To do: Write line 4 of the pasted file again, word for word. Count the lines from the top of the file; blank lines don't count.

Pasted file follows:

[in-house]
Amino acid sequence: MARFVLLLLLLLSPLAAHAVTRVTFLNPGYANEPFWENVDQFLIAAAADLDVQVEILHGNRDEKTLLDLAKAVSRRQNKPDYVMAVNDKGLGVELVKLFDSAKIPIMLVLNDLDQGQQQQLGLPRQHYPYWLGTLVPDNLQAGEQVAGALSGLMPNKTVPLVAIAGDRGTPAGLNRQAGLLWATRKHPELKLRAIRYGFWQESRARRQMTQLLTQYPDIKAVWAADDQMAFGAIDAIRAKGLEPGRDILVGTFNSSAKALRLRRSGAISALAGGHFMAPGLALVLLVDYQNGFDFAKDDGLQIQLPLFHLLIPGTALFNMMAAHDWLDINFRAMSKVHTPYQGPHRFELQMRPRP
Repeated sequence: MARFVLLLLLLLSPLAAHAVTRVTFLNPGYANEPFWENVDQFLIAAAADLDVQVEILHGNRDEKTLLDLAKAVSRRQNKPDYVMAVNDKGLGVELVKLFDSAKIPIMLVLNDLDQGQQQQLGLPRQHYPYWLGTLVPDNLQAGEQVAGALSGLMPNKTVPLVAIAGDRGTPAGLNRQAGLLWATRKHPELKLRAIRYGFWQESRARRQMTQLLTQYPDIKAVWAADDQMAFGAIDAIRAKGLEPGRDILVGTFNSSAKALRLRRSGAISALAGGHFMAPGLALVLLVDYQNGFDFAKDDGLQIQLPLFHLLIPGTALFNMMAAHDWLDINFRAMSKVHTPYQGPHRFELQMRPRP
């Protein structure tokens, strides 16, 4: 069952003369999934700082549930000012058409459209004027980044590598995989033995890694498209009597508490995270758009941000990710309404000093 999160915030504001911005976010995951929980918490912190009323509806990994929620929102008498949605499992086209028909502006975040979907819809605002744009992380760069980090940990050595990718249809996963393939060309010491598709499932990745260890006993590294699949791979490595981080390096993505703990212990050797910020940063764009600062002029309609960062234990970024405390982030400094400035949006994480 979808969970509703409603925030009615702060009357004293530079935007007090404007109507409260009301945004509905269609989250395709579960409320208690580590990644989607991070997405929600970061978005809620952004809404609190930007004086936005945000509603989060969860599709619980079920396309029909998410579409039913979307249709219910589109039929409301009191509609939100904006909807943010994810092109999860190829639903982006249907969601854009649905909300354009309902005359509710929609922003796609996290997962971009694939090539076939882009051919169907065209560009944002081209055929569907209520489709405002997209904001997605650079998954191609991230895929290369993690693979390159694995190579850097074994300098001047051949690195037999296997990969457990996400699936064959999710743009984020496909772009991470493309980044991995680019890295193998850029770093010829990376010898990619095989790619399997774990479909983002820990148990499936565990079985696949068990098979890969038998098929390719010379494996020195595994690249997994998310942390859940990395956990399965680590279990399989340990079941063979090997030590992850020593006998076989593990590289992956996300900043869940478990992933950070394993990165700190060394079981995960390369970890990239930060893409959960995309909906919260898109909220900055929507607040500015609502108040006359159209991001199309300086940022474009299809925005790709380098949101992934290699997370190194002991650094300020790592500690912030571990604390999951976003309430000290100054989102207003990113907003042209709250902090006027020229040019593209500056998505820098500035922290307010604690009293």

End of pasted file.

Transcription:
């Protein structure tokens, strides 16, 4: 069952003369999934700082549930000012058409459209004027980044590598995989033995890694498209009597508490995270758009941000990710309404000093 999160915030504001911005976010995951929980918490912190009323509806990994929620929102008498949605499992086209028909502006975040979907819809605002744009992380760069980090940990050595990718249809996963393939060309010491598709499932990745260890006993590294699949791979490595981080390096993505703990212990050797910020940063764009600062002029309609960062234990970024405390982030400094400035949006994480 979808969970509703409603925030009615702060009357004293530079935007007090404007109507409260009301945004509905269609989250395709579960409320208690580590990644989607991070997405929600970061978005809620952004809404609190930007004086936005945000509603989060969860599709619980079920396309029909998410579409039913979307249709219910589109039929409301009191509609939100904006909807943010994810092109999860190829639903982006249907969601854009649905909300354009309902005359509710929609922003796609996290997962971009694939090539076939882009051919169907065209560009944002081209055929569907209520489709405002997209904001997605650079998954191609991230895929290369993690693979390159694995190579850097074994300098001047051949690195037999296997990969457990996400699936064959999710743009984020496909772009991470493309980044991995680019890295193998850029770093010829990376010898990619095989790619399997774990479909983002820990148990499936565990079985696949068990098979890969038998098929390719010379494996020195595994690249997994998310942390859940990395956990399965680590279990399989340990079941063979090997030590992850020593006998076989593990590289992956996300900043869940478990992933950070394993990165700190060394079981995960390369970890990239930060893409959960995309909906919260898109909220900055929507607040500015609502108040006359159209991001199309300086940022474009299809925005790709380098949101992934290699997370190194002991650094300020790592500690912030571990604390999951976003309430000290100054989102207003990113907003042209709250902090006027020229040019593209500056998505820098500035922290307010604690009293």